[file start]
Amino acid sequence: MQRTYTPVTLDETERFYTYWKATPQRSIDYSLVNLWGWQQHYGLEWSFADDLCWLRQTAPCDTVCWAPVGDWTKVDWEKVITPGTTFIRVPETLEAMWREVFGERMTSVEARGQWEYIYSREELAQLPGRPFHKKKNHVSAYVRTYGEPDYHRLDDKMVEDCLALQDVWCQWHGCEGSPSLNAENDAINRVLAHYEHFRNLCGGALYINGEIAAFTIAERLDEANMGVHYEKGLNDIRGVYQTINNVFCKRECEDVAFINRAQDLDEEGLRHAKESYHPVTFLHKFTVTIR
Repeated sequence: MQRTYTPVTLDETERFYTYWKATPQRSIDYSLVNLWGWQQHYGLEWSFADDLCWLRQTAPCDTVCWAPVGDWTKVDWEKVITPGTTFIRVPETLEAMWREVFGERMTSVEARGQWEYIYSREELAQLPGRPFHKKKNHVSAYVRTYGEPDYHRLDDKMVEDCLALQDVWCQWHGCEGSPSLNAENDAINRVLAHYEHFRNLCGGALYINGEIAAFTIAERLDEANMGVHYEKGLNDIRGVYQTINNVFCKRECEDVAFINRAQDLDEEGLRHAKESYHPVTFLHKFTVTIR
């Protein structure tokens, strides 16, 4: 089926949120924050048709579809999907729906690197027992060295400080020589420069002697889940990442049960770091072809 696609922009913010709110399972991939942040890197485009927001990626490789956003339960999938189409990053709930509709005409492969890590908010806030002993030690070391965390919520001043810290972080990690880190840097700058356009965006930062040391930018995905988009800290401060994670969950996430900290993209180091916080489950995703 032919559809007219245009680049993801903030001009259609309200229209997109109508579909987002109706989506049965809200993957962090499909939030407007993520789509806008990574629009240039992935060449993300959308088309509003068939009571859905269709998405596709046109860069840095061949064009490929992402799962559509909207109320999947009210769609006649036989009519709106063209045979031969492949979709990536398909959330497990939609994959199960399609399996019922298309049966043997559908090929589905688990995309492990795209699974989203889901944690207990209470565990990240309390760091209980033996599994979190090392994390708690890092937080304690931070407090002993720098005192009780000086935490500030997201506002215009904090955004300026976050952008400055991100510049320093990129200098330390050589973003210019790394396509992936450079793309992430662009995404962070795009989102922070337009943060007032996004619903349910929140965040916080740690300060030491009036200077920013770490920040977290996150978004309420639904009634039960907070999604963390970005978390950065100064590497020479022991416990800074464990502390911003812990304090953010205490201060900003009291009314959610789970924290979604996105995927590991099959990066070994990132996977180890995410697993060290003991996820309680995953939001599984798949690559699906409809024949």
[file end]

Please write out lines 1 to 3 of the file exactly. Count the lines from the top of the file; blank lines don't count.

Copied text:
Amino acid sequence: MQRTYTPVTLDETERFYTYWKATPQRSIDYSLVNLWGWQQHYGLEWSFADDLCWLRQTAPCDTVCWAPVGDWTKVDWEKVITPGTTFIRVPETLEAMWREVFGERMTSVEARGQWEYIYSREELAQLPGRPFHKKKNHVSAYVRTYGEPDYHRLDDKMVEDCLALQDVWCQWHGCEGSPSLNAENDAINRVLAHYEHFRNLCGGALYINGEIAAFTIAERLDEANMGVHYEKGLNDIRGVYQTINNVFCKRECEDVAFINRAQDLDEEGLRHAKESYHPVTFLHKFTVTIR
Repeated sequence: MQRTYTPVTLDETERFYTYWKATPQRSIDYSLVNLWGWQQHYGLEWSFADDLCWLRQTAPCDTVCWAPVGDWTKVDWEKVITPGTTFIRVPETLEAMWREVFGERMTSVEARGQWEYIYSREELAQLPGRPFHKKKNHVSAYVRTYGEPDYHRLDDKMVEDCLALQDVWCQWHGCEGSPSLNAENDAINRVLAHYEHFRNLCGGALYINGEIAAFTIAERLDEANMGVHYEKGLNDIRGVYQTINNVFCKRECEDVAFINRAQDLDEEGLRHAKESYHPVTFLHKFTVTIR
């Protein structure tokens, strides 16, 4: 089926949120924050048709579809999907729906690197027992060295400080020589420069002697889940990442049960770091072809 696609922009913010709110399972991939942040890197485009927001990626490789956003339960999938189409990053709930509709005409492969890590908010806030002993030690070391965390919520001043810290972080990690880190840097700058356009965006930062040391930018995905988009800290401060994670969950996430900290993209180091916080489950995703 032919559809007219245009680049993801903030001009259609309200229209997109109508579909987002109706989506049965809200993957962090499909939030407007993520789509806008990574629009240039992935060449993300959308088309509003068939009571859905269709998405596709046109860069840095061949064009490929992402799962559509909207109320999947009210769609006649036989009519709106063209045979031969492949979709990536398909959330497990939609994959199960399609399996019922298309049966043997559908090929589905688990995309492990795209699974989203889901944690207990209470565990990240309390760091209980033996599994979190090392994390708690890092937080304690931070407090002993720098005192009780000086935490500030997201506002215009904090955004300026976050952008400055991100510049320093990129200098330390050589973003210019790394396509992936450079793309992430662009995404962070795009989102922070337009943060007032996004619903349910929140965040916080740690300060030491009036200077920013770490920040977290996150978004309420639904009634039960907070999604963390970005978390950065100064590497020479022991416990800074464990502390911003812990304090953010205490201060900003009291009314959610789970924290979604996105995927590991099959990066070994990132996977180890995410697993060290003991996820309680995953939001599984798949690559699906409809024949």